TradeXLine Review: Three-tier crypto trading investment fraud

TradeXLine operates in the cryptocurrency MLM niche.

The company claims it’s headed up by “Christian Tremblay”. Trouble is Christian Tremblay doesn’t exist outside of TradeXLine marketing.

And even then we’re only talking three posed shots of some guy:

This strongly suggests an actor is playing Christian Tremblay.

Supporting this is another image on TradeXLine’s website, presumably representing their office:

Great example of terrible Photoshop. I particularly enjoyed the inserted stock image receptionists.

TradeXLine’s website domain (“”) was privately registered on October 29th, 2019.

As always, if an MLM company is not openly upfront about who is running or owns it, think long and hard about joining and/or handing over any money. [Continue reading…]

CrossTrade Capital Review: The #1 best investment platform?

CrossTrade Capital provides no information on its website about who owns or runs the business.

Copy in the “about us” section of CrossTrade’s website is stolen from Pareto Asset Management:

As far as I can tell, Pareto Asset Management is an unrelated company that has been around for some time.

CrossTrade Capital’s website domain (“”) was first registered in 2005.

The domain registration was last updated on January 18th, 2019, and lists Schilov Andre as the owner.

The address used to register the domain is a residential apartment in New York City (US).

CrossTrade Capital’s official Facebook group has four admins; Linda K Carlisle, Patrick Tore, Sarah Walker and Anna Wise.

Throughout 2019 Linda Carlisle was promoting various cryptocurrency schemes. MyAddsUp for example is a 154% ROI AdPack Ponzi scheme.

Carlisle also promoted R Network and more recently, what appears to be a reboot of the failed MLM social network Tsu.

Patrick Tore identifies himself as CrossTrade Capital’s Chief Trader.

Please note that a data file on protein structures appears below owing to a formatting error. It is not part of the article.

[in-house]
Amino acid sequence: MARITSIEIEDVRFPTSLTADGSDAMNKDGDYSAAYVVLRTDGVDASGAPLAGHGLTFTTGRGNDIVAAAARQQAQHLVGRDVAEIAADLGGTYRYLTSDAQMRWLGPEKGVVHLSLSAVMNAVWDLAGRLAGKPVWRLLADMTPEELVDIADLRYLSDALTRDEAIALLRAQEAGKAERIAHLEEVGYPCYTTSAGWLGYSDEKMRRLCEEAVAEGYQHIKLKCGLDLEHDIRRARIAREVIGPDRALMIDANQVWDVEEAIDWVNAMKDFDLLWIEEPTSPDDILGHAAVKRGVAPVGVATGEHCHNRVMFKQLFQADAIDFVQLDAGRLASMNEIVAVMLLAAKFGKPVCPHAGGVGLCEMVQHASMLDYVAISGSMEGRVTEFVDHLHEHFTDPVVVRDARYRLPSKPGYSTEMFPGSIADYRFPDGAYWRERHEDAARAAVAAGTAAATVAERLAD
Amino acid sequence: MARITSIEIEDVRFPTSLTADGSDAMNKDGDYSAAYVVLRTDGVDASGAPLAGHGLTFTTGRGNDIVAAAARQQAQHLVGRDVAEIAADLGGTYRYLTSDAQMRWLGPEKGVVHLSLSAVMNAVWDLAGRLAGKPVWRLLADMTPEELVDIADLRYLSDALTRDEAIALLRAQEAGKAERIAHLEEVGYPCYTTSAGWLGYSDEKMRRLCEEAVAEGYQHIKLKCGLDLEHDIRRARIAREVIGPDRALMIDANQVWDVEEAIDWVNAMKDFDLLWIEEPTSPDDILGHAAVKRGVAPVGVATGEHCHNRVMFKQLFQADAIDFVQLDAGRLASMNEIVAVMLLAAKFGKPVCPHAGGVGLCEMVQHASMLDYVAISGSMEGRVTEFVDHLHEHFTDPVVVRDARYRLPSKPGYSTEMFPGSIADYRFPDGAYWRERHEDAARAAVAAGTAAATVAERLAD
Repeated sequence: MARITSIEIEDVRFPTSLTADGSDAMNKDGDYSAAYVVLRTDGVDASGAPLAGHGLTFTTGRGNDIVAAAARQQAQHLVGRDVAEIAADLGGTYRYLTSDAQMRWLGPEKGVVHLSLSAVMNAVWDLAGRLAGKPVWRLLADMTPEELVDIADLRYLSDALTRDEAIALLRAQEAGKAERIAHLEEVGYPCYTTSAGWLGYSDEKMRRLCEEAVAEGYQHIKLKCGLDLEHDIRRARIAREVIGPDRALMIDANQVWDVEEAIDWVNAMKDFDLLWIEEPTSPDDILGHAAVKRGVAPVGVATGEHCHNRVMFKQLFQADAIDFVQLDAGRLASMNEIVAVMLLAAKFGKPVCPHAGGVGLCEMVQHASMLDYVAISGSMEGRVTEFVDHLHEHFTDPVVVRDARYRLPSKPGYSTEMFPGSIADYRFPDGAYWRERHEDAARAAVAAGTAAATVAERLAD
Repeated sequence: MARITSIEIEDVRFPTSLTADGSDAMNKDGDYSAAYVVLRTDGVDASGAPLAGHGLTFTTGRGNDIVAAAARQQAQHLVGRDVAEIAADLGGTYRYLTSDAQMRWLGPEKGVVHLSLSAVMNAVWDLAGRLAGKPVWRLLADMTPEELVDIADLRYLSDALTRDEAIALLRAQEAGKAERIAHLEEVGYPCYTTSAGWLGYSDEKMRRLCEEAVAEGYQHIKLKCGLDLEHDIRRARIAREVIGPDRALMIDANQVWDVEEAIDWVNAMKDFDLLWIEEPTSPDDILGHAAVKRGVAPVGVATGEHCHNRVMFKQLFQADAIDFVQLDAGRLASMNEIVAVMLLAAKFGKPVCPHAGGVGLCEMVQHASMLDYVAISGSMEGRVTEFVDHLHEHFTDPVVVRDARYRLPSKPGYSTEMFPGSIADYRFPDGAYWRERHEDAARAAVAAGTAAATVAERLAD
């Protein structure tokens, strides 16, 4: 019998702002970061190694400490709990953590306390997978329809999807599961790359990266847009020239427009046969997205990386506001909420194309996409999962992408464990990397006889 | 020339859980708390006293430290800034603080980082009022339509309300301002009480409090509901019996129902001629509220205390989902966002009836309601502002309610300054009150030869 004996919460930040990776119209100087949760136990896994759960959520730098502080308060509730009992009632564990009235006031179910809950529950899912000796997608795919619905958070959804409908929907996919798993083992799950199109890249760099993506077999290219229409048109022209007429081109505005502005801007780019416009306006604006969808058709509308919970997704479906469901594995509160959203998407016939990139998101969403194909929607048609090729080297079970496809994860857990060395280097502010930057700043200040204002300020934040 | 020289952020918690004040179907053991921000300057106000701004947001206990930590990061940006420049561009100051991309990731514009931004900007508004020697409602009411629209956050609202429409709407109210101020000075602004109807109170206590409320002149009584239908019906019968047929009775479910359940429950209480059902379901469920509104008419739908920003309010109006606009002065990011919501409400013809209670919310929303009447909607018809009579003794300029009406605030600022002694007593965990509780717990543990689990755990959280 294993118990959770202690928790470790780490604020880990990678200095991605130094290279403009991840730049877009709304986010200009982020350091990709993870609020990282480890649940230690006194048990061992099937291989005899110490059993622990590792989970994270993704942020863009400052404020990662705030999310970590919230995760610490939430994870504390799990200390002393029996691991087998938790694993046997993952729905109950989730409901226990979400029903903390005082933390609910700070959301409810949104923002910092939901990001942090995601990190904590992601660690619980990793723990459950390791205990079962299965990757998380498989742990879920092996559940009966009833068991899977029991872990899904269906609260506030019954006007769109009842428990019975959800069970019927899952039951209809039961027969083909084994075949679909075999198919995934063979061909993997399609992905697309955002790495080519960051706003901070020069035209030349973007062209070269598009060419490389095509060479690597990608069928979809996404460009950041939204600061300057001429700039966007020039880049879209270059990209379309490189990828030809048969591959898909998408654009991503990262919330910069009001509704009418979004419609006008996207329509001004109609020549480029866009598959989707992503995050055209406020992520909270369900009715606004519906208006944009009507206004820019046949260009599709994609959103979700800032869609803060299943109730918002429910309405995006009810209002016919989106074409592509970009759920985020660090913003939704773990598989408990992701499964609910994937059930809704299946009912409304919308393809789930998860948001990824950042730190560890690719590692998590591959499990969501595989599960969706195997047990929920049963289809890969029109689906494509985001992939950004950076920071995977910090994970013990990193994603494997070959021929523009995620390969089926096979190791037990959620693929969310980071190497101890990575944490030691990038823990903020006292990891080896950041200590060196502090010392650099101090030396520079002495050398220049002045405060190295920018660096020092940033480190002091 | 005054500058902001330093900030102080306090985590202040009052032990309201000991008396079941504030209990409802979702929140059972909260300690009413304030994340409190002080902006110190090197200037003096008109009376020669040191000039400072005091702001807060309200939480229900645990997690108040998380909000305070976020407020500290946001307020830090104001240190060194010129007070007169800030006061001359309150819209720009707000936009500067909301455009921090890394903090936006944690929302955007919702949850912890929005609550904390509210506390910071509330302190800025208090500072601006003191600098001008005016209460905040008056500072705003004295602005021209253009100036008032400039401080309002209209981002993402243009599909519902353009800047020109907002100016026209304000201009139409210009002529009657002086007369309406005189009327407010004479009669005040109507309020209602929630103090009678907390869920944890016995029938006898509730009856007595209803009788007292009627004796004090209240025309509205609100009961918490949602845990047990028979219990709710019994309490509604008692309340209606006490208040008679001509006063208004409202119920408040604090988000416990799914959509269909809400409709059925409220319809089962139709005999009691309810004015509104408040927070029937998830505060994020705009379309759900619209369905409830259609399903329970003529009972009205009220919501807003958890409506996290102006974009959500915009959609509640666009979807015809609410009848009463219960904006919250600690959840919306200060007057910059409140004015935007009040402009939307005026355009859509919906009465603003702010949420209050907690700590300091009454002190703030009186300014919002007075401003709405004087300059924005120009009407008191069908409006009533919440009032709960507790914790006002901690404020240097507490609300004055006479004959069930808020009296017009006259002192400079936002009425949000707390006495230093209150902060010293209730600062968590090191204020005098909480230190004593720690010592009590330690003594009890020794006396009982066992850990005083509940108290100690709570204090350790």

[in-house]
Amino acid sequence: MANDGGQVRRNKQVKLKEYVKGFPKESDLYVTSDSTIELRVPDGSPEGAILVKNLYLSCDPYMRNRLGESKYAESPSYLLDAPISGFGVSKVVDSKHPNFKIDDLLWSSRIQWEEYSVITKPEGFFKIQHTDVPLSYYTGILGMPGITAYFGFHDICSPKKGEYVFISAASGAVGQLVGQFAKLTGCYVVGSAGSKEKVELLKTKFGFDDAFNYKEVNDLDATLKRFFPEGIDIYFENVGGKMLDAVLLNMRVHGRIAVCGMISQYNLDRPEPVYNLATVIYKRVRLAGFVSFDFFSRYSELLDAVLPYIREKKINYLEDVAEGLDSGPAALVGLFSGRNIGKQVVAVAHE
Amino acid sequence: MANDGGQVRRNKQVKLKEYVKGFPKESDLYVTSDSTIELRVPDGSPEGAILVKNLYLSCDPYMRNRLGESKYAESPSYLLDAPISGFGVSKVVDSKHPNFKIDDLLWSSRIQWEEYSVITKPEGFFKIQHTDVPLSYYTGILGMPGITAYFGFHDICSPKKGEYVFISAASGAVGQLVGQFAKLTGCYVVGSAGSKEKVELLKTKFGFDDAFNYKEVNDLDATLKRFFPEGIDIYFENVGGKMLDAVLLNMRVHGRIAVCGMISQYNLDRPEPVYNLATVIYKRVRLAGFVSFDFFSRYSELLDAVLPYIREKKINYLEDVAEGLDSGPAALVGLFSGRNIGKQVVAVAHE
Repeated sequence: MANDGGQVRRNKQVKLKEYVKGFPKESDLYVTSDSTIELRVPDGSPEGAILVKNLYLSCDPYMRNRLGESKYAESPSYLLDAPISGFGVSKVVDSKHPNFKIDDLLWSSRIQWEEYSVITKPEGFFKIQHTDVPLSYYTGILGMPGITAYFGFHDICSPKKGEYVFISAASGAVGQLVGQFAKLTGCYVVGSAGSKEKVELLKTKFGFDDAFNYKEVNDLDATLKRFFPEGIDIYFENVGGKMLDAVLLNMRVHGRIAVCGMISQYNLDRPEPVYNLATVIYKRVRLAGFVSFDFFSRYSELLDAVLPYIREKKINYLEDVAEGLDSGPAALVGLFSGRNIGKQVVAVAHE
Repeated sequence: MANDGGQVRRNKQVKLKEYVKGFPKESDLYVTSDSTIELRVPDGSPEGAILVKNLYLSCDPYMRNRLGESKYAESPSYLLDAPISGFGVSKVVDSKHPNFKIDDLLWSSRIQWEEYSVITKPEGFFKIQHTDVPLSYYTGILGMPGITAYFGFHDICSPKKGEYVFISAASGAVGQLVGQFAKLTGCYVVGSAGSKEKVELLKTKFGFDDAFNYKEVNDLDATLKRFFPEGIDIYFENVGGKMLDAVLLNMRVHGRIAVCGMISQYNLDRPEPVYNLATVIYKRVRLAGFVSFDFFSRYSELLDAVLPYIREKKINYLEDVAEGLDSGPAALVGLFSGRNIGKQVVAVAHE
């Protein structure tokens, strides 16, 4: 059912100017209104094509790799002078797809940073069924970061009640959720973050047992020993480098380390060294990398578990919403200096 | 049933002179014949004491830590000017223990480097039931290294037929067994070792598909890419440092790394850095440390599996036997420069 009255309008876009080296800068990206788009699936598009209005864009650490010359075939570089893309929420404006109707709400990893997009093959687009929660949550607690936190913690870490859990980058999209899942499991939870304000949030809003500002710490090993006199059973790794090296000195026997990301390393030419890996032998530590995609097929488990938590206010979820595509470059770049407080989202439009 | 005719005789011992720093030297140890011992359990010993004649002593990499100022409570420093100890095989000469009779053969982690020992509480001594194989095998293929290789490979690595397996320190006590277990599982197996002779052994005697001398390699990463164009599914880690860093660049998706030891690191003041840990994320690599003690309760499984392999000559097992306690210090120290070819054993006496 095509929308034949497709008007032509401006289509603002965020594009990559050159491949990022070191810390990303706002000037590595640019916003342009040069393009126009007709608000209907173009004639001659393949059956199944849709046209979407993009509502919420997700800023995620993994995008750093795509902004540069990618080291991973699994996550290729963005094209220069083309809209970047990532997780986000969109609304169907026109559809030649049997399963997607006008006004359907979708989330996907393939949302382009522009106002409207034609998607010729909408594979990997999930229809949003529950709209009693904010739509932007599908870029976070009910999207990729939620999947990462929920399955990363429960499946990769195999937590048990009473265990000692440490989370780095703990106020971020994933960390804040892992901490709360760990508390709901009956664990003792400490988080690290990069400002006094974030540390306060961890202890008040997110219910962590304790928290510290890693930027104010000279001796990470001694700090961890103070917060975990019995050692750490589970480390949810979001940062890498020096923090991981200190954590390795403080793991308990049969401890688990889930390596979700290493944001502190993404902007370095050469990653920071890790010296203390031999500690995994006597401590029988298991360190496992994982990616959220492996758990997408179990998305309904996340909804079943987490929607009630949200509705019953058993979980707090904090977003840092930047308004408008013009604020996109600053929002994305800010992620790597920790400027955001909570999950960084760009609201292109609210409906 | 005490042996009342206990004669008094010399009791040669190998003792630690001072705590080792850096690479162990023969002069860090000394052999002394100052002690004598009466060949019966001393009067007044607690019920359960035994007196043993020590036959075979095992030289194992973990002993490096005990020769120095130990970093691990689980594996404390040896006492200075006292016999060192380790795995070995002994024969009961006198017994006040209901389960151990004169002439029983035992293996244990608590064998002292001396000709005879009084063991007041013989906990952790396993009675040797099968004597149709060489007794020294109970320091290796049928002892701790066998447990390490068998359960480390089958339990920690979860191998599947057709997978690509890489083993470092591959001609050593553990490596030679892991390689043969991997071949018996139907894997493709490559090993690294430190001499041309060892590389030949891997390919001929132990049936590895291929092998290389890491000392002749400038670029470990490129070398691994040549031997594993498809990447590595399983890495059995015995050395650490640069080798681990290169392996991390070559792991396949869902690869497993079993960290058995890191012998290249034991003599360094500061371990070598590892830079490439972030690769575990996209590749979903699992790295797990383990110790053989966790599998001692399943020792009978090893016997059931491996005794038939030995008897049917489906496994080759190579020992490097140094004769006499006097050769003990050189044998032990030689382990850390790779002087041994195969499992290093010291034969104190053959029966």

Tore’s Facebook account was created in August 2019 and only features CrossTrade Capital marketing material – so we’re not sure if he’s an actual person.

Sarah Walker claims to be a “team leader” at CrossTrade Capital. Not really sure what her MLM history is, although she does also claim to be a marketing consultant at Coca-Cola on Facebook.

Anna Wise was promoting “an investment that shaped my life financial” [sic] earlier this year, but has since deleted any reference to it.

Read on for a full review of CrossTrade Capital’s MLM opportunity. [Continue reading…]

FBS Review: Reliable forex trading? Too many red flags.

FBS provides no information as to who owns or runs the company on their website.

The company does disclose a series of linked shell companies;

  • FBS Inc. in the Marshall Islands
  • FBS Markets Inc. in Belize
  • HDC Technologies Ltd in Cyprus

All three are scam-friendly jurisdictions with little to no regulation of MLM companies.

FBS appears to have strong ties to India, with Alexa attributing 59% of traffic to FBS’ website to the country. Egypt is the second largest source of traffic at 4%.

FBS’ website domain (“”) was first registered back in 1995. The current registration details are set to private.

Oddly enough FBS have excluded their domain from the Wayback Machine, making it difficult to tell when the current owners took possession of it.